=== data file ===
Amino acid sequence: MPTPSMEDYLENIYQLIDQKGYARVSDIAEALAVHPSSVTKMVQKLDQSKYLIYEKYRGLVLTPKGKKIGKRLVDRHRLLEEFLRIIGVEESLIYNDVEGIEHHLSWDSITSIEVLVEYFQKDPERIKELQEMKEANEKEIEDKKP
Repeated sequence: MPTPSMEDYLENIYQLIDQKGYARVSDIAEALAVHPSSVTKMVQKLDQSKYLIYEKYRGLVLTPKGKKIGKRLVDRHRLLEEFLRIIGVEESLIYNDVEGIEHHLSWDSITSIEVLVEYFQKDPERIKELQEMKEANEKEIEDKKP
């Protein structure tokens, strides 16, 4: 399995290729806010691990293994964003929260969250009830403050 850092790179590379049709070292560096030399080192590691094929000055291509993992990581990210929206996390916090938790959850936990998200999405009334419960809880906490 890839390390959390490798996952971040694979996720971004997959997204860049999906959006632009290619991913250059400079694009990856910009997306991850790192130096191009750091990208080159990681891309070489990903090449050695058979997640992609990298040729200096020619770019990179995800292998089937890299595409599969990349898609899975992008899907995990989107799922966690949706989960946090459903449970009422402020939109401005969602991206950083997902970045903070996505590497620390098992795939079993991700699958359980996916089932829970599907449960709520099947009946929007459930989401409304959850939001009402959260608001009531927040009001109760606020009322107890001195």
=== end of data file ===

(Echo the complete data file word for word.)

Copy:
Amino acid sequence: MPTPSMEDYLENIYQLIDQKGYARVSDIAEALAVHPSSVTKMVQKLDQSKYLIYEKYRGLVLTPKGKKIGKRLVDRHRLLEEFLRIIGVEESLIYNDVEGIEHHLSWDSITSIEVLVEYFQKDPERIKELQEMKEANEKEIEDKKP
Repeated sequence: MPTPSMEDYLENIYQLIDQKGYARVSDIAEALAVHPSSVTKMVQKLDQSKYLIYEKYRGLVLTPKGKKIGKRLVDRHRLLEEFLRIIGVEESLIYNDVEGIEHHLSWDSITSIEVLVEYFQKDPERIKELQEMKEANEKEIEDKKP
């Protein structure tokens, strides 16, 4: 399995290729806010691990293994964003929260969250009830403050 850092790179590379049709070292560096030399080192590691094929000055291509993992990581990210929206996390916090938790959850936990998200999405009334419960809880906490 890839390390959390490798996952971040694979996720971004997959997204860049999906959006632009290619991913250059400079694009990856910009997306991850790192130096191009750091990208080159990681891309070489990903090449050695058979997640992609990298040729200096020619770019990179995800292998089937890299595409599969990349898609899975992008899907995990989107799922966690949706989960946090459903449970009422402020939109401005969602991206950083997902970045903070996505590497620390098992795939079993991700699958359980996916089932829970599907449960709520099947009946929007459930989401409304959850939001009402959260608001009531927040009001109760606020009322107890001195």